My desk, an antique my mother gave me, was against the window. I could see the neighbor's yard with its piled lobster traps and four pit bulls. I usually kept the curtain pushed aside with the stack of books I needed as totems, my back to the bowed shelves of the bookcase. There was a blue mug filled with pens. A pile of notes and revisions, my laptop. Little else.
I was earning an MFA and my days were my own to organize. I wrote in the morning. First I would wake early and go for a run. Past an old cemetery, harbors, boats in the yards of tired colonials, before returning to my own. A shower, hot water for tea, and then to the desk. My writing lived within those routines and that space almost exclusively. I couldn't write successfully anywhere else.
And then I graduated and moved. In the past two years I have not lived in the same place for more than five months. Yurts, cabins, farms. Alaska, the Caribbean, Washington, and Europe. Without the consistency of my life in Maine my work ethic suffered. I wrote sporadically and not always when I could have. It seemed I was always packing and unpacking. Forwarding my mail address and training for new jobs. I had to leave most of my books behind. Sometimes I would be months without a computer. Pobrecita, a boyfriend called me as a term of endearment. You poor little thing.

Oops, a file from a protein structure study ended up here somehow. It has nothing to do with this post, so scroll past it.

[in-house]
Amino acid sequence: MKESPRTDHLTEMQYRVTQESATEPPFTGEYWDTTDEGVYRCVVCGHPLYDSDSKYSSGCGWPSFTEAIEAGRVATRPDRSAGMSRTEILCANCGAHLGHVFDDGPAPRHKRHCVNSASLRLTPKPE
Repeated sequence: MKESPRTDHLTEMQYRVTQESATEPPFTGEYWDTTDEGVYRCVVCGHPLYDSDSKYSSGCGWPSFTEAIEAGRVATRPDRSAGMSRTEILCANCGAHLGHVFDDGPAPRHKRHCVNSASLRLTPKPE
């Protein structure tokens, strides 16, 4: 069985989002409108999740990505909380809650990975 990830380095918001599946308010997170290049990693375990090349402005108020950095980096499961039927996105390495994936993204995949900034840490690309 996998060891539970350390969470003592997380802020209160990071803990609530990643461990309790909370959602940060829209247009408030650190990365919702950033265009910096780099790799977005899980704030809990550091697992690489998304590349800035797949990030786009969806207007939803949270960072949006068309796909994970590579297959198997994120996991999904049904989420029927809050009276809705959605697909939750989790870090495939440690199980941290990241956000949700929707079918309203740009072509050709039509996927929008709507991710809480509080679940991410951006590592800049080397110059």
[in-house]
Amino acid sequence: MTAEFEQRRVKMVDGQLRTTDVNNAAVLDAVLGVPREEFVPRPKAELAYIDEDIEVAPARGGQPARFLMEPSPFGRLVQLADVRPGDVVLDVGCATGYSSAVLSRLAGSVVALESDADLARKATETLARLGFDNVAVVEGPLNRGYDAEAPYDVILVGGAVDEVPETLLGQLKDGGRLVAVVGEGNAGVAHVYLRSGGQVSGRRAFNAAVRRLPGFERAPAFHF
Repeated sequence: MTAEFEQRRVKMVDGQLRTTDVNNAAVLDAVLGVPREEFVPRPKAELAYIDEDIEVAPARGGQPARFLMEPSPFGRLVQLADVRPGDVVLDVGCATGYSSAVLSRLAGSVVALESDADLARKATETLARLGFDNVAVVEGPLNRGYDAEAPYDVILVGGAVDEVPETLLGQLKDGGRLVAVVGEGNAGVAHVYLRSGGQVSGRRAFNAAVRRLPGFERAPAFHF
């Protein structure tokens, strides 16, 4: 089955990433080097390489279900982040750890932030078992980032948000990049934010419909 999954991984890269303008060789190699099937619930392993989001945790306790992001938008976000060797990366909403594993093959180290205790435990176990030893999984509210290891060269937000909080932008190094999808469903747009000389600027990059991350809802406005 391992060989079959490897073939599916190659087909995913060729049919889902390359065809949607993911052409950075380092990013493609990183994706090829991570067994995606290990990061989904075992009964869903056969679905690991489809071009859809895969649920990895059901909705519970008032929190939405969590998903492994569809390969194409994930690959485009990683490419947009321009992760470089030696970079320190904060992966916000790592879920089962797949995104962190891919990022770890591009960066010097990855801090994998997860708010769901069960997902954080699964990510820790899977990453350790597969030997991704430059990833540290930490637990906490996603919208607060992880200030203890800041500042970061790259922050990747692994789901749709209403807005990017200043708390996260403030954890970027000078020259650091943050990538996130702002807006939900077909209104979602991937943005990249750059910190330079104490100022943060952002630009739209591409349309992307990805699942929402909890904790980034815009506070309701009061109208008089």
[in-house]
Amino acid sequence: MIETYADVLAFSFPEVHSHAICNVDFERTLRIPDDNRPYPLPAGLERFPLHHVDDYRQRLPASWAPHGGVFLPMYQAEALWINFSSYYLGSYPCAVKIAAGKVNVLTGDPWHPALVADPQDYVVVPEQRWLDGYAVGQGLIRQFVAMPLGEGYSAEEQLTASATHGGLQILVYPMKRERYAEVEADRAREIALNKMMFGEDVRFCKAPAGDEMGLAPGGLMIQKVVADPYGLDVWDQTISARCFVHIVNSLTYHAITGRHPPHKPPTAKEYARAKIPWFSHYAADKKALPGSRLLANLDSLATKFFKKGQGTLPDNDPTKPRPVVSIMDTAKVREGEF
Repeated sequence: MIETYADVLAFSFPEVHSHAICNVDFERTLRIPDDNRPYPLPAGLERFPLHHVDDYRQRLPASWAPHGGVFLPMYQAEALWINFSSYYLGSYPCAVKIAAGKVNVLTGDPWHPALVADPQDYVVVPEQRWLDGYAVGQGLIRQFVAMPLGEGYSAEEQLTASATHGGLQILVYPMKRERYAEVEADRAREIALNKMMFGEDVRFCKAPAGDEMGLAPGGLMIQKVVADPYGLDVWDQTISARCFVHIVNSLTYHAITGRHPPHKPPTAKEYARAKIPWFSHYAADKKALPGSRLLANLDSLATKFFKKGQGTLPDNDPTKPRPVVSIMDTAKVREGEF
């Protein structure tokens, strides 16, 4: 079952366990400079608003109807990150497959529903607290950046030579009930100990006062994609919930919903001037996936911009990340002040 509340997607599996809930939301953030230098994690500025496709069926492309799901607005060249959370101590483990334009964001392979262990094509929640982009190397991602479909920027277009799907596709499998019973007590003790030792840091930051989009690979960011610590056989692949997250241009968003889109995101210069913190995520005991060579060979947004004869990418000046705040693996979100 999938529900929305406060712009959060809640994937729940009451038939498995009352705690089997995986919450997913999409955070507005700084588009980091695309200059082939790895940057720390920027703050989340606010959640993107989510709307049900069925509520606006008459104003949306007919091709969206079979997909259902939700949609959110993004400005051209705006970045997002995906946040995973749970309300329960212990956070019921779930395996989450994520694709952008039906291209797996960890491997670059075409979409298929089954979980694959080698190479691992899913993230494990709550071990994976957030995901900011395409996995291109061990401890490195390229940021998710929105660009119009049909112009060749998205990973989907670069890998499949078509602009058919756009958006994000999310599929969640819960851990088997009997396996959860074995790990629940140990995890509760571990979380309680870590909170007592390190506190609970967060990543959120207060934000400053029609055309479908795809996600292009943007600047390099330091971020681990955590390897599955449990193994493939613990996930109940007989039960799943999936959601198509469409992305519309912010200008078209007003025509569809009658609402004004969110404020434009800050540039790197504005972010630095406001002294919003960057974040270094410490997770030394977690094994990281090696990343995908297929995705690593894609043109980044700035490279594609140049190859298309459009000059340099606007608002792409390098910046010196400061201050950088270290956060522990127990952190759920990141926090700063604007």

I spent a summer in Spain. There was a thick harvest of wildflowers that year, which brought about herds of butterflies. I mistakenly called them mentirosas instead of their Spanish name, mariposa. Look at all those liars, I would say. Beautiful. I wasn't writing then, either. I didn't carry a notebook or a pen. There was never enough time. I had to pack light. I was overwhelmed, making friends, and drinking a lot of good, cheap wine.
Now I am back in Europe and things have somehow changed. I am sitting to write at a shared desktop at the University of Lisbon. In four hours I leave for Lithuania. The room has one small window near the ceiling and two men sit behind me, talking loudly as they eat dinner. The food smells good, the computer is old and wheezing. I am already distracted when another man begins fumbling with the light switch, taking us all in and out of darkness.
Still, I type. There is now a quiet urgency that grew sometime while living in Washington, back in a quiet village on the water. But without a computer the last couple months, it means I resort to notebooks, napkins, or sometimes the slow precision of my iPhone. Words are tucked into every pocket. They fall out of books, purses, and laundry, or are accidentally pasted into emails to my mother.
This is how it always should have been. Not just during my travels, but also in the quiet ordered years that I lived in Maine. Something that I will now allow to spill out of me without restraint or order. Trailing me into bars, airports, Thanksgiving dinners, and even the quiet mornings set aside for just this exactly.